Sunday, March 09, 2008

Fall Earth Science Plans Revealed!

This fall we plan to cover Earth Science and some Astronomy, in addition to our general science meanderings. Currently I teach science at a co-op, so these plans are set up for multiple ages, grades 1-8. There are only enough lessons to cover a semester of course work. In addition to these plans, I will include topics of personal interest to my dd and topics related to history/geography. Another route to go would be to teach a second semester on weather, environmental concerns, and oceans.

I like to coordinate resources, and then pull from here and there to come up with "my own thing" that suits my teaching style. Science is one of my favorite subjects, so it is important to keep the love of the subject alive in my students, rather than dwelling on how many minute facts per minute I can cram in.

A balance of vocabulary (I think of science as having it's own language), scientific literacy, and hands-on inquiry works best for me. To fall into a ditch of either
reading only or hands-on only is not best practice. The kids need a framework to 'hang' their inquiries on. We can balance both, while keeping the students' natural curiosity intact. Too much drilling and testing too early can kill that.

An excellent source of science assistance can also come in the form of a good software program, such as Plato Science by CyberEd. You can see a demonstration at the FAQ page at Homeschool Buyer's. This program does instruction, virtual experiments, application questions, and testing on each topic. If your middle school-age child likes to work on the computer, this product is great! I would supplement with an experiment book that can be enjoyed by the whole family, such as an appropriate VanCleave or TOPS.

I'm sure this won't be a surprise, but I am not a fan of workbook science. If direct instruction is absolutely not an option, I would consider signing up for a science/nature study class or buying some good software to balance science reading. Making time for hands-on inquiries is essential -- I don't consider it an "extra" from about 5th grade and up. Hands-on science doesn't have to be done every week - but so much of the *joy* of science is in the "doing." Make time for it somewhere in your schedule. Keep your family together in science so that you can question, experience, discuss and read together! A schedule like mine would be one resource toward that end. Science products designed to facilitate families with a range of ages learning together include the Christian Kids Explore series, Apologia Elementary, and Great Science Adventures.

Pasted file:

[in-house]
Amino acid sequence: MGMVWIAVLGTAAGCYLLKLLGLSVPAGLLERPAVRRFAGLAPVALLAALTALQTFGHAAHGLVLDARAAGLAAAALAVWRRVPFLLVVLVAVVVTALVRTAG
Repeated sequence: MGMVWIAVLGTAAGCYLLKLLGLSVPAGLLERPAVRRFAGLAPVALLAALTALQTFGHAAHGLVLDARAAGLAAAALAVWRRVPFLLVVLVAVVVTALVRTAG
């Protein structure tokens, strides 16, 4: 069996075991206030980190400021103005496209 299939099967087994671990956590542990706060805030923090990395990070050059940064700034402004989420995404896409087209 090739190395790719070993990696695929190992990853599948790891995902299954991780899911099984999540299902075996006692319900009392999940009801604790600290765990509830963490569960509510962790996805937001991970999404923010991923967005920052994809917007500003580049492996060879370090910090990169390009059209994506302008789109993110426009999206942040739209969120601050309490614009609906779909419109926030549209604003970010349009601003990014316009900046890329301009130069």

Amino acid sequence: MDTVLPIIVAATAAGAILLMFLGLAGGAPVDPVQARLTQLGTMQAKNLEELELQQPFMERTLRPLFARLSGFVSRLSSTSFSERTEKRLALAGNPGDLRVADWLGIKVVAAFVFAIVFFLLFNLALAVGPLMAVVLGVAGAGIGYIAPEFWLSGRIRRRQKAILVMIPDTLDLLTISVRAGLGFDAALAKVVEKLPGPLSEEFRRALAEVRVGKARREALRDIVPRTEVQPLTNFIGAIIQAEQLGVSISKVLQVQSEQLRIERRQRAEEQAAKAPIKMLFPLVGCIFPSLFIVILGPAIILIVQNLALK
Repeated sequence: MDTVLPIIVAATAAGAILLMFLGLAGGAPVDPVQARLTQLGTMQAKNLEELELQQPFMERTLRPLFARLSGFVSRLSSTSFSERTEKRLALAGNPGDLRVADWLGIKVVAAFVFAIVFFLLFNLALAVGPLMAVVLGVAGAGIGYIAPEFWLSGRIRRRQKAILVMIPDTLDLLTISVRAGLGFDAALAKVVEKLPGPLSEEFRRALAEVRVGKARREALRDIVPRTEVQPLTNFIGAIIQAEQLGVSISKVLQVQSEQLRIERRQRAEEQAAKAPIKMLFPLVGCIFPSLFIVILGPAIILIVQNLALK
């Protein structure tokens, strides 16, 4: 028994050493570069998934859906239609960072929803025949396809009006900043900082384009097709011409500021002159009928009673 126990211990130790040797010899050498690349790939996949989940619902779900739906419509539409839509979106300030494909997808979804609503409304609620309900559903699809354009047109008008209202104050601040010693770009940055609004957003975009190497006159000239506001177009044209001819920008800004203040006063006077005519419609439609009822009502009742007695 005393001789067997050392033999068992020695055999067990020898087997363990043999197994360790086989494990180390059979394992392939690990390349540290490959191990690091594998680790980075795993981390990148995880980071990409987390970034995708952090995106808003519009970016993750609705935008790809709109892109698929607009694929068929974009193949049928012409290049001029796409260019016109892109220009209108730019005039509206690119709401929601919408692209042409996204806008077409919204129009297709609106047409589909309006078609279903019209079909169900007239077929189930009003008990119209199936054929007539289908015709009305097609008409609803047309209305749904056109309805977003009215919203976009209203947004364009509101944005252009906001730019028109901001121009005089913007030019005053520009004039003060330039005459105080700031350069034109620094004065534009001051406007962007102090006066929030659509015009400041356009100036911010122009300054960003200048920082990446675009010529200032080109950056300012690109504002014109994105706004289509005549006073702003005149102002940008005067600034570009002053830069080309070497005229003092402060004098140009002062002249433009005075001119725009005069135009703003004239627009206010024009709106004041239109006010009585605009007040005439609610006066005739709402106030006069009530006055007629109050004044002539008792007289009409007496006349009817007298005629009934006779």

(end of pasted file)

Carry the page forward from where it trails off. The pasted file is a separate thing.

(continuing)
Consider blocking off one day a week, or a few weeks in your semester to devote to hands-on science. Spend the money and buy kits so everything is handy. If science is lacking at your house, consider starting a short term (6 weeks or so) science co-op with a friend so you can encourage one another and share the work!

Science for me is about asking questions, attempting to answer them through experimentation and demonstration, while teaching "the language" of science. A little imagination sure helps, too.
I would rather cover fewer science topics and cover them WELL. It is so rewarding to see those eyes light up! All it takes is a little planning ahead and a bit of room in my schedule. Science is a real joy - and worth the extra effort.

Exploring Earth & Space 2008-9


What are the Physical Features of the Earth?
What is the lithosphere

What are faults in the lithosphere?
What are Earthquakes

How are Mountains Formed?

What is a Volcano

What are Igneous and Sedimentary Rocks

What are Metamorphic Rocks?

What is Soil

What are Earth's mineral resourc

What is weathering and erosion?
How do glaciers affect the land

How do rivers shape the land?
What special features do rivers form? (Younger: What are the special features of a Forest?)
What are caves? (Younger: What do we know about the African savannah?)
What are tsunamis, hurricanes & the Ring of Fire?
How does ocean movement alter coastlines? (Younger: What do we know about polar regions?)
What are the features of the ocean floor?
What do we know about deserts?


Donna in TX said...

The link takes me to Keep and Share but it is only open to members. How do I get to your lessons?

Tami, part-time blogger - full time scrapbooker said...

Hi Donna!

Thanks for letting me know. I fixed it now. Let me know if you have any further problems opening the file.

: )